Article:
2.    Automation and the host

Automation, including robotic process automation (RPA) can be used with the host. Seriously, you can! RPA is a practical, non-invasive way to automate enterprise processes. It uses software “robots” to perform everyday tasks that boost productivity, while preserving underlying applications and IT infrastructures. Robots interact with applications and systems as we do, but are faster, more accurate, and highly secure. They save time, reduce costs, and free employees to work on other projects.

With so much important business data housed on the mainframe, it is logical to leverage the mainframe in RPA initiatives. But accessing and integrating mainframe data can be more complicated. There are a range of options for enabling the integration including web services or the more traditional application programming interfaces, like HLLAPI/EHLLAPI, VBA, or .NET.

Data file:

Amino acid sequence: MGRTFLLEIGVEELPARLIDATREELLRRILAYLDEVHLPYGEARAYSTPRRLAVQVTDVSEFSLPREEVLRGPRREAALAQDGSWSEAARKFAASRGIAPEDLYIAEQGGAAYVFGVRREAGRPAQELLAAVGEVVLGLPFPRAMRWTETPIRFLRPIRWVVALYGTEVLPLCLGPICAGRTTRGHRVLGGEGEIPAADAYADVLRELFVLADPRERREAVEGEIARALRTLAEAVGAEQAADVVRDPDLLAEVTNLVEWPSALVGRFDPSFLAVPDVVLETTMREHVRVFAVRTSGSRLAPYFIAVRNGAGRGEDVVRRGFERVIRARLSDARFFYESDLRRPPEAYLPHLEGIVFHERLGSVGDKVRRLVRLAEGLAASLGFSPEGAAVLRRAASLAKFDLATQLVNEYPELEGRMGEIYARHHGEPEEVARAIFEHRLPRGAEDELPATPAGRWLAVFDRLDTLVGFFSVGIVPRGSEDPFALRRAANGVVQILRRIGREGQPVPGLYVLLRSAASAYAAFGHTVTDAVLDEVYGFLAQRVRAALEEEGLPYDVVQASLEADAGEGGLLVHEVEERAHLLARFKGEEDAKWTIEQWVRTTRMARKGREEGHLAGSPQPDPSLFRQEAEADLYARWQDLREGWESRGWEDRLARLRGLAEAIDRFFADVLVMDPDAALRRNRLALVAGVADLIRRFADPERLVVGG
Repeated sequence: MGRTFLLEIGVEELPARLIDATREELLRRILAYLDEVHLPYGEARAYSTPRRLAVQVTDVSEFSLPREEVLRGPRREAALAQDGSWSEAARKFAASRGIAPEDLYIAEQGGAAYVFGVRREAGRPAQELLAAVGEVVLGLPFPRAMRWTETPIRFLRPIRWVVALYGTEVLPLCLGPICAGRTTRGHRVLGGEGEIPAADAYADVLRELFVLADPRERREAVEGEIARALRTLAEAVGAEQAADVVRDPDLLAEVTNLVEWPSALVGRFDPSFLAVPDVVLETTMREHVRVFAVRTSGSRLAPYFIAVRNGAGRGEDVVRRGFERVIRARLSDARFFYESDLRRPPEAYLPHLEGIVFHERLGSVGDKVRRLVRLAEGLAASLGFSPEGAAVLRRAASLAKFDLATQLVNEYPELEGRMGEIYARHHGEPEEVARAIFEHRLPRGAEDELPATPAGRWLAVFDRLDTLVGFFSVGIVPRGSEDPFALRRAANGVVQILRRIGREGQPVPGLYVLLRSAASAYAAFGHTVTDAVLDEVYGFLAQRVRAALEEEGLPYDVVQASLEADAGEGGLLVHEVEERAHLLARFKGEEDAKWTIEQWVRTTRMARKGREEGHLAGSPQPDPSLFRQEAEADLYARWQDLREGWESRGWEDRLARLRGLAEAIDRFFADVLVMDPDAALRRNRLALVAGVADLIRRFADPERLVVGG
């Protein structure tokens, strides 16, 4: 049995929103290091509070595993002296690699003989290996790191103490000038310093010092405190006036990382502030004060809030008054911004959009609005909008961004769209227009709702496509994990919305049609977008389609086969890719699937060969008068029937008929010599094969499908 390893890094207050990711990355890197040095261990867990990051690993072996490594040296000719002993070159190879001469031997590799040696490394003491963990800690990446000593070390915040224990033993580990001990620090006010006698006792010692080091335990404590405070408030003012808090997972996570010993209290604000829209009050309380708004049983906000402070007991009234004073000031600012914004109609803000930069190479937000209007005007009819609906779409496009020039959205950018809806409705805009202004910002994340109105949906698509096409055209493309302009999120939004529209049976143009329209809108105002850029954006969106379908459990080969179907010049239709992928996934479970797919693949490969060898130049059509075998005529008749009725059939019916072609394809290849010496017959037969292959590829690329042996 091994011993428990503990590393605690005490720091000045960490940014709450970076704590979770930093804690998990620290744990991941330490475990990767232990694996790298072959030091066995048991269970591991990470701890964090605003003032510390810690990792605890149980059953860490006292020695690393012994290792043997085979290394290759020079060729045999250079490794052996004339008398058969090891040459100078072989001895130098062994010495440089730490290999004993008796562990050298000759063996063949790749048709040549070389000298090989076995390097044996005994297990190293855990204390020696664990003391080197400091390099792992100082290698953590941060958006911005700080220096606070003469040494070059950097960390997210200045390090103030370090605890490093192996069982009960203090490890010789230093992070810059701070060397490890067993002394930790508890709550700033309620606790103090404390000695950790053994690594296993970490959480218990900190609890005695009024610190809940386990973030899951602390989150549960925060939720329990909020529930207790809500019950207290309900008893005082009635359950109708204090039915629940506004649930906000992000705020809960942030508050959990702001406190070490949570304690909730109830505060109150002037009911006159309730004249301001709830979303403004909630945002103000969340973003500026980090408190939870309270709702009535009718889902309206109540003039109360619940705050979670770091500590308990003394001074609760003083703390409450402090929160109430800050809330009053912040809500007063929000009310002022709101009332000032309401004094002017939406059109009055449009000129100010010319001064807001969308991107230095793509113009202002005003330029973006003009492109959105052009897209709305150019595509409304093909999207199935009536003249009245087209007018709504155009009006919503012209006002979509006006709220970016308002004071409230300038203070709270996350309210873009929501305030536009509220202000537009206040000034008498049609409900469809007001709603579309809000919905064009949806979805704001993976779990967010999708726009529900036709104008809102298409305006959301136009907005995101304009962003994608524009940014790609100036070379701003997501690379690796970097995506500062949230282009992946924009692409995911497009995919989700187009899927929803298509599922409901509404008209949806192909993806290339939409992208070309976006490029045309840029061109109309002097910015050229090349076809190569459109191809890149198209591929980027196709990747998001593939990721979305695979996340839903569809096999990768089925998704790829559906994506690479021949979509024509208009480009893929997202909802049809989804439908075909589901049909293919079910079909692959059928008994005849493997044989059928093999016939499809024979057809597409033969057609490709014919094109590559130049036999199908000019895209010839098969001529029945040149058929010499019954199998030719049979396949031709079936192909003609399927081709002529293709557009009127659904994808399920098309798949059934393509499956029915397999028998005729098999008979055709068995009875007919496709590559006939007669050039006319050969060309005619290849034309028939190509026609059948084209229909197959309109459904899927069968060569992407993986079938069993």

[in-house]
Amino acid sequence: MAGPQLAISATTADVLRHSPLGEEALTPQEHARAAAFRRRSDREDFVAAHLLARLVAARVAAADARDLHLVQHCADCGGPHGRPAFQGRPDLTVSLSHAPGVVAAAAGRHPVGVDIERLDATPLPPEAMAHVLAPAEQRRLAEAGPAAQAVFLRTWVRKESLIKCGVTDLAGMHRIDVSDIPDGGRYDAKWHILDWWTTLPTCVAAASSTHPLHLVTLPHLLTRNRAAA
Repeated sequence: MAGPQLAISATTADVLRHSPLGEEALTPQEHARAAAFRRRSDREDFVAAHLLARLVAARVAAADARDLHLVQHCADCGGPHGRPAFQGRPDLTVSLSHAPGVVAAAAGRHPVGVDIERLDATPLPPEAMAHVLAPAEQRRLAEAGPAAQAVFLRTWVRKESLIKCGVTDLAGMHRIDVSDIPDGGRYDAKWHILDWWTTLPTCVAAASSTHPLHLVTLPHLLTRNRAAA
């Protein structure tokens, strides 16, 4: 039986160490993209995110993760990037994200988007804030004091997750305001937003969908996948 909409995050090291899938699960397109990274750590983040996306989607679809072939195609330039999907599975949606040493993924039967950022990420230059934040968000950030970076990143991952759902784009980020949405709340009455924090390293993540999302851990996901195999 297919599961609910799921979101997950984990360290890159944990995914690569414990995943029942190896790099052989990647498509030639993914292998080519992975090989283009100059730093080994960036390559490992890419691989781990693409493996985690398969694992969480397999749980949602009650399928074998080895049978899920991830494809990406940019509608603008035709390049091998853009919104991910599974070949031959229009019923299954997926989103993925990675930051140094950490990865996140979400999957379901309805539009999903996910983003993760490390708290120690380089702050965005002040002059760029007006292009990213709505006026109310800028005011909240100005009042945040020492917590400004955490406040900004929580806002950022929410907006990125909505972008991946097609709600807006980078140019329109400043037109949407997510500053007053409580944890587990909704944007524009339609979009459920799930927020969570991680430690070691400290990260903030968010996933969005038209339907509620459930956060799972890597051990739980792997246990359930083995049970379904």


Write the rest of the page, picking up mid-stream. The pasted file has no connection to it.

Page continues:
Using RPA with terminal emulation to leverage mainframe data improves productivity and reduces your overall costs. Learn more about automation and the mainframe in the IDC white paper, Creating Modern Automation Strategies with the Mainframe, RPA, and More.

3.    Cloud access

The third, and last, item that you probably weren’t aware of with terminal emulation is that the host can be accessed from the cloud. Many organizations today are planning their journey to the cloud, and mainframe access should be part of that plan. Think about being able to quickly configure, deploy, and update terminal emulation functionality to end users from a single central location in the cloud (private or public). It can increase availability, scalability, and performance, improve security, and reduce costs for most applications in the organization, including host access. Benefits include: